Review: OsmAnd Offline Maps, Travel & Navigation
OpenStreetMap has been a 'thing' for a decade, free-to-all mapping data for the world, and now with an open source application available for iOS and Android (and Windows 10 Mobile*). We highlighted it recently in a Flow story, but I did promise a deep dive into what it could do (and what it can't). In summary, it's fast, configurable, and (almost) always free (though admittedly so are Google Maps, Apple Maps and HERE Maps), with real time data being the only major omission. But still worth consideration, especially if you like to go off-piste, as it were.
* there's no official OpenStreetMap client for a legacy platform, of course, but there are tons of third party clients. Start with Outdoor Tracker.
You would have thought that the manufacturer-supplied free maps and navigation would be enough for the market - and they largely are, in terms of cars and roads, but the very (and laudable) existence of OpenStreetMap as a crowd-sourced world map data set lends itself to an alternative that doesn't depend on big companies and their plans for the future.
Which is where OsmAnd comes in, though ironically the very fact that this application is not bank-rolled by a major tech company has led to some small in-app-map purchases, so the 'free' alternative to the also-free big guns in the field is actually not necessarily totally free. Let me explain...
As you might expect, it's the full majesty of the OpenStreetMap data sets, brought to life for Android and for iOS. Everything from footpaths to traffic lights to burger bars to charging stations to banks, it's all here, and pretty well populated for much of the world. Although the base maps are vector-based, OsmAnd 'likes' particular scales, so you can't zoom in and out as precisely as you'd like. But it's ample for most people's needs.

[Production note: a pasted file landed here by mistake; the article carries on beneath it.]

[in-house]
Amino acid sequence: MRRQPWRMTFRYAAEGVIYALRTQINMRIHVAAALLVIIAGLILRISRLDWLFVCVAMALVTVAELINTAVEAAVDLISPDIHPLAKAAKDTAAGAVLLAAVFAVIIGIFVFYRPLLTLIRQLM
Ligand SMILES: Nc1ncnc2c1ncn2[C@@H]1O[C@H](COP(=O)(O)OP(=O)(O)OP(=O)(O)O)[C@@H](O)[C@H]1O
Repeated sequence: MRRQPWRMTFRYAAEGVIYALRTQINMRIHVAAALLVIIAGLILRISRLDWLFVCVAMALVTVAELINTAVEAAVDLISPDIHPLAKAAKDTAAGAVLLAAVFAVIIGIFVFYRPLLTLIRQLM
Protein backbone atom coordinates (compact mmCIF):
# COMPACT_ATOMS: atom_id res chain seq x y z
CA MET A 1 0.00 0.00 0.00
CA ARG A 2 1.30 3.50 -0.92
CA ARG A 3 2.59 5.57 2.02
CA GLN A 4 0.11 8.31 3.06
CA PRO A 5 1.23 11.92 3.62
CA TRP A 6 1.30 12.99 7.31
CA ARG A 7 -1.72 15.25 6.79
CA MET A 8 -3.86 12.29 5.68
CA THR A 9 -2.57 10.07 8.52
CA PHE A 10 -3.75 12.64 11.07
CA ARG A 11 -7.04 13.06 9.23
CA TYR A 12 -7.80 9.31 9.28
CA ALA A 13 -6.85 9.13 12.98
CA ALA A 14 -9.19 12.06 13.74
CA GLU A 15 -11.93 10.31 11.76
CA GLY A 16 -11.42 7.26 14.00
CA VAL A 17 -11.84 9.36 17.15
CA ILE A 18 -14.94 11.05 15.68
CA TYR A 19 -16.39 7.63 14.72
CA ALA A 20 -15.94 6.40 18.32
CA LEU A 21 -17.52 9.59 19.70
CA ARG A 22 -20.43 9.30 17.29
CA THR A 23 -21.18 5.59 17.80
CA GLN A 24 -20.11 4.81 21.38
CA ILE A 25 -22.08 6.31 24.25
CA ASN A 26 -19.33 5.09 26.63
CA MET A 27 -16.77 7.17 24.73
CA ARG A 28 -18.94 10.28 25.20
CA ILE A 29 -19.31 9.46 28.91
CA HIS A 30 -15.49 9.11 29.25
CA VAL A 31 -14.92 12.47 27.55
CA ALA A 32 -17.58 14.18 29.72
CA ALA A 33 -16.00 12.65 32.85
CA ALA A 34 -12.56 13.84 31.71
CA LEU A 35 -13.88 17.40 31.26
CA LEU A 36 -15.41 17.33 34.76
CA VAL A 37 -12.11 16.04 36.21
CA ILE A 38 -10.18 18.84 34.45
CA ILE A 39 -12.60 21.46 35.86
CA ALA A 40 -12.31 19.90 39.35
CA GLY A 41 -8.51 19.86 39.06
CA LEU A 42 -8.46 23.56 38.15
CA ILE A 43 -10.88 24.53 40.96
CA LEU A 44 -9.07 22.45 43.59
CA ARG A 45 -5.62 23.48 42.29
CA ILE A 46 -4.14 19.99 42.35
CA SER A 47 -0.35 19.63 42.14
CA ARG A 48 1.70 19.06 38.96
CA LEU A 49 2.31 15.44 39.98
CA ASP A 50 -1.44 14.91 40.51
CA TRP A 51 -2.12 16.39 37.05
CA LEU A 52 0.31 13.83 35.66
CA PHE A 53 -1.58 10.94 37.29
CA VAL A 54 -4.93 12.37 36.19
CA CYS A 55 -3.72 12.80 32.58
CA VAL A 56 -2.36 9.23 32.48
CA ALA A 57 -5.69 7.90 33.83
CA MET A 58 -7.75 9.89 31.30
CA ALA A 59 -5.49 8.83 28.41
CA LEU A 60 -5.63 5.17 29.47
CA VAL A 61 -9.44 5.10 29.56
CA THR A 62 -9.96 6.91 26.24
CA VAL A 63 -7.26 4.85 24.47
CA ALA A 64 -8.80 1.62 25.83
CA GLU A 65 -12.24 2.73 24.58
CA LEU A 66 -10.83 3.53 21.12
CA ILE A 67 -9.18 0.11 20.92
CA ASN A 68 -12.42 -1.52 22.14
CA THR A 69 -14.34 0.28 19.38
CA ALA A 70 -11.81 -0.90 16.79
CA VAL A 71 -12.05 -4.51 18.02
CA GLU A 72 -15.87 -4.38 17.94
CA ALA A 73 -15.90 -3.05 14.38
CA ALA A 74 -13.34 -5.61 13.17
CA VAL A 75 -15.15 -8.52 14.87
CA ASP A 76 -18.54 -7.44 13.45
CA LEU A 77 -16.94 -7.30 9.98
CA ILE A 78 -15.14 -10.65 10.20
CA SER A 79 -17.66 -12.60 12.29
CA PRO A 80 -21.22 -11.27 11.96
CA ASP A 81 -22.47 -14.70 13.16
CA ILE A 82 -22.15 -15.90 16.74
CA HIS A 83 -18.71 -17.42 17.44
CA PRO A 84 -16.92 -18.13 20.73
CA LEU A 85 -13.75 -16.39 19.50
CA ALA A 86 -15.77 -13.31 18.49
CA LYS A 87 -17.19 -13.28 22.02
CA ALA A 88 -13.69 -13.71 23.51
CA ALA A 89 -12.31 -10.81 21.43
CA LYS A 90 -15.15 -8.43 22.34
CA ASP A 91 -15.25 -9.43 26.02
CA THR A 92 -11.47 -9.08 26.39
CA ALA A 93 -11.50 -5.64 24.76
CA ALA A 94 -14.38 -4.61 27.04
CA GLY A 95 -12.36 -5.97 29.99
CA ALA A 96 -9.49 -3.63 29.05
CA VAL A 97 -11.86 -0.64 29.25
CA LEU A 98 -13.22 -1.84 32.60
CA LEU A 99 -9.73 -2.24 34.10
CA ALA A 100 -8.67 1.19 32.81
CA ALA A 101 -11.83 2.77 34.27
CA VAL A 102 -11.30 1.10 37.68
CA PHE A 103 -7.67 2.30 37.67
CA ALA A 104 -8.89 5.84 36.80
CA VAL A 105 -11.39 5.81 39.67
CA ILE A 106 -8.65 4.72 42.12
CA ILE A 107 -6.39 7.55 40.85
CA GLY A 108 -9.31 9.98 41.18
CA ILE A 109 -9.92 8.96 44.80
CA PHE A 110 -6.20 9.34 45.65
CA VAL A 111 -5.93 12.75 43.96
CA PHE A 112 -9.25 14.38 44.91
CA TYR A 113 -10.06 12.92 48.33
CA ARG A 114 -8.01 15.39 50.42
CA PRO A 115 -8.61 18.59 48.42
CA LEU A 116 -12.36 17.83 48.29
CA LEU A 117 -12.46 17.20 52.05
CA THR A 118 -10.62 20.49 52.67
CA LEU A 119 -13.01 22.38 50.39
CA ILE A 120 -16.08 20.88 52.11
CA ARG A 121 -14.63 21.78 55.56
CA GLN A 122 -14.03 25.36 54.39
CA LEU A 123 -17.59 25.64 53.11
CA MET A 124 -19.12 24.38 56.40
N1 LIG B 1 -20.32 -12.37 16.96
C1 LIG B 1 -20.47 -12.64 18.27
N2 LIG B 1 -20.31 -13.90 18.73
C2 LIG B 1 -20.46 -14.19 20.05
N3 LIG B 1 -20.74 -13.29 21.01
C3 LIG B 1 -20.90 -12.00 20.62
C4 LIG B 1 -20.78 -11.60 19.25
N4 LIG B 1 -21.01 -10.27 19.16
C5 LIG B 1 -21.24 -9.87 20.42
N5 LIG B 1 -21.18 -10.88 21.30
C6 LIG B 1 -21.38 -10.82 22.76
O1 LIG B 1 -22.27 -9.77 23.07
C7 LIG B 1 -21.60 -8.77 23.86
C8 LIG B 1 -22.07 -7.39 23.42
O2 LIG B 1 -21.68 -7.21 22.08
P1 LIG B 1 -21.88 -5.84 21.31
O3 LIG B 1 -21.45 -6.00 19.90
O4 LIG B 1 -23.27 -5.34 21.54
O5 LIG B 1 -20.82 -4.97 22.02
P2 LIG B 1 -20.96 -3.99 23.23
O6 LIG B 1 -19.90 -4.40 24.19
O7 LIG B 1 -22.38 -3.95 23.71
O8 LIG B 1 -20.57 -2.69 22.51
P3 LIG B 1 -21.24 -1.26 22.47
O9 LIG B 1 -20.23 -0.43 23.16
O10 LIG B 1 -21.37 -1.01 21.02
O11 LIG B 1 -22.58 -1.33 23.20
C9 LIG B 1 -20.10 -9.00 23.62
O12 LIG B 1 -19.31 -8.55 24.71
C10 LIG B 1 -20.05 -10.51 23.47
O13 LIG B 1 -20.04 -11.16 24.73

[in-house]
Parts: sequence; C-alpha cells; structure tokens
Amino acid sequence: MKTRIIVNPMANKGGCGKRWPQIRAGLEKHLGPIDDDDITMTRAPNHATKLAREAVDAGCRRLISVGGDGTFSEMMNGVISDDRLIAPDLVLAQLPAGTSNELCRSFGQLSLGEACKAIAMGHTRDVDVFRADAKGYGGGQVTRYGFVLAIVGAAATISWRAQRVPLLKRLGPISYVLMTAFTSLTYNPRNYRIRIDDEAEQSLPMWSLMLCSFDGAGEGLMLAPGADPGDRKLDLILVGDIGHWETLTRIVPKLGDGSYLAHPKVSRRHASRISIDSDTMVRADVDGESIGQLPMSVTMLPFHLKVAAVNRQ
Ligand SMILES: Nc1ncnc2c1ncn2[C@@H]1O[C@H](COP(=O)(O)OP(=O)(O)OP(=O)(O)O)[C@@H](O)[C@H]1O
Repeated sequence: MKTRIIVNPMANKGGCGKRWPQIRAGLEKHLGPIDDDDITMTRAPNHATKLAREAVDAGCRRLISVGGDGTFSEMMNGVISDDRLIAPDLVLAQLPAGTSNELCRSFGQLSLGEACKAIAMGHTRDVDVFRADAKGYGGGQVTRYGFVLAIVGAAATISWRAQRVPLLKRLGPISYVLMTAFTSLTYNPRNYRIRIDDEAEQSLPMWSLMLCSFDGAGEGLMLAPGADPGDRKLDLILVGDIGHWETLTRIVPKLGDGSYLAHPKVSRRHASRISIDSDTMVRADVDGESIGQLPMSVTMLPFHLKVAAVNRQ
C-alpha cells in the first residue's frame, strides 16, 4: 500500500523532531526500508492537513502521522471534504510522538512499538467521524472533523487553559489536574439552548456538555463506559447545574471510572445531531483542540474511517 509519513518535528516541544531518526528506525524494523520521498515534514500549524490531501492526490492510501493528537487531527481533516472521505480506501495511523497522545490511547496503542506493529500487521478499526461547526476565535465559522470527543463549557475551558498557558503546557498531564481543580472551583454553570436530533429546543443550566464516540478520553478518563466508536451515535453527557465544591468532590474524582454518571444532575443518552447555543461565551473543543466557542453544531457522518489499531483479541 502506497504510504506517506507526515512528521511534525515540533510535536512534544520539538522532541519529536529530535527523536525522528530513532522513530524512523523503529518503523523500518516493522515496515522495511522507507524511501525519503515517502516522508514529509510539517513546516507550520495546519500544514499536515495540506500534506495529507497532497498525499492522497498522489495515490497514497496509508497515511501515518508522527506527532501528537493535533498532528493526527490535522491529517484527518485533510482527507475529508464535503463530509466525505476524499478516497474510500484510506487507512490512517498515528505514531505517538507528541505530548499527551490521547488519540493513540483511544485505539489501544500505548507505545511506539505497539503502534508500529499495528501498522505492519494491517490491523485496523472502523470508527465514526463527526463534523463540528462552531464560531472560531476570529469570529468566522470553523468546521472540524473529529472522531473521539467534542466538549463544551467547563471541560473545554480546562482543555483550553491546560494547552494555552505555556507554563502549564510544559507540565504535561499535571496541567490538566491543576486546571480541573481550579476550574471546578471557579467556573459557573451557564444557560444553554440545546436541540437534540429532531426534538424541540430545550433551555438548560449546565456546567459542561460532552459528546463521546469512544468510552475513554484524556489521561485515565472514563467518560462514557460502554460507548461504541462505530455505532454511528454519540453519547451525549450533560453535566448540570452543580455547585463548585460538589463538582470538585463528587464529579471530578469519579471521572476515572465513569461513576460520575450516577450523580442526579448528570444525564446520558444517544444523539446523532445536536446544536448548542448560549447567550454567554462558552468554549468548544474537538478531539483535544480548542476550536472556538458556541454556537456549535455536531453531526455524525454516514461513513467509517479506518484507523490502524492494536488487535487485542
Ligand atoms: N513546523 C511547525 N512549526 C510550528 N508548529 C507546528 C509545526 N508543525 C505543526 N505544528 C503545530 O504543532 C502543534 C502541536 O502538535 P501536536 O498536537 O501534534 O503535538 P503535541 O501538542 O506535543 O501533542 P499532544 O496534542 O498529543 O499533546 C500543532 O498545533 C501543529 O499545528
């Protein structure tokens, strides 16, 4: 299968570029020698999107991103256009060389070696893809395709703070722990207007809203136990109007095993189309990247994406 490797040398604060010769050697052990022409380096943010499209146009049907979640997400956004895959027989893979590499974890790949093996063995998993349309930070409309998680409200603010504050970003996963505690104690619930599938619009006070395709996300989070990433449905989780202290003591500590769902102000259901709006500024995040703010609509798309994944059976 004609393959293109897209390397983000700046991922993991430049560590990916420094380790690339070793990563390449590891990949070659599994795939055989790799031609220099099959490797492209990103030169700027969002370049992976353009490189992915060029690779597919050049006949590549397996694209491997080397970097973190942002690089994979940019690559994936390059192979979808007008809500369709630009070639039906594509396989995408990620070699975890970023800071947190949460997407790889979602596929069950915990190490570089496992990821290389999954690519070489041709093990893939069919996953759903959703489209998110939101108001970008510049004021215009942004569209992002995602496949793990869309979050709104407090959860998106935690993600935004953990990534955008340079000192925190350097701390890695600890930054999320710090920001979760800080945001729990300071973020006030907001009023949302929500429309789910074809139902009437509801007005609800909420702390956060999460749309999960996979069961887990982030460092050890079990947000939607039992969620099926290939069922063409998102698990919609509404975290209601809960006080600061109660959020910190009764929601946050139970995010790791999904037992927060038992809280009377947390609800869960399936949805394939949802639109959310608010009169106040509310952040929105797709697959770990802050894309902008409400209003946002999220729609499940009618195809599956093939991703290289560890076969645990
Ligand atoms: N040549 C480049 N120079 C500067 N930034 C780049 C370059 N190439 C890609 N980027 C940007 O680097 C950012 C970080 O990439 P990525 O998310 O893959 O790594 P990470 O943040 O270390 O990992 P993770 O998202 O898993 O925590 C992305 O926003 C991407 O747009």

A core feature (as with HERE Maps and, to an extent, Google Maps) is that areas, whole countries, whole continents, can be downloaded for later offline use, for example when you're out in the countryside, miles from a cell tower. OsmAnd shows countries which have already been downloaded in green, as shown in the screenshots below:
The offline map facility is where the possible in-app-purchases come in, with the free version (enough for most people) allowing five downloads (of an area, a country, or a map overlay, e.g. slopes/contours), after which you have to upgrade to 'Maps+', though at £5 for a year for unlimited downloads (£10/year afterwards) it's very cheap in the grand scale of things and a subscription could be considered you merely chipping in to support development and 'doing your bit' to support a worthwhile project and application:
I tested this on a few journeys around the Uk and, for in-car navigation, with a mobile data connection, Google Maps was massively better - the latter is a modern wonder of the world in terms of real time crowd-sourced traffic awareness and streamlined interface, with Assistant, of course. Apple Maps is almost as good on iOS.
But the strengths of OsmAnd and OpenStreetMap are in full offline operation, relying just on a phone's GPS. And coming along in the offline data are details and features, for example off-road, that just aren't represented in Google and Apple's data sets. While HERE Maps, covered elsewhere, is a compromise between the two extremes and also a good option.
The good news, of course, is that none of these mapping applications are mutually exclusive. So, for example, it's easy to have an Android phone (like my Duo 2) with Google Maps built-in and perhaps some country areas pre-cached, but then also have OsmAnd installed just in case I need to explore country lanes and hiking paths. With storage in modern devices up in the hundreds of GB, it's no longer necessary to hold back on map data - just cache or download whatever you want.
A review is normally here to advise whether to buy something or not, but in this case 'OsmAnd Offline Maps, Travel & Navigation' (yes, yes, a bit of a mouthful) is a free download, so just try it for yourself and make up your own mind.
Reviewed by Steve Litchfield at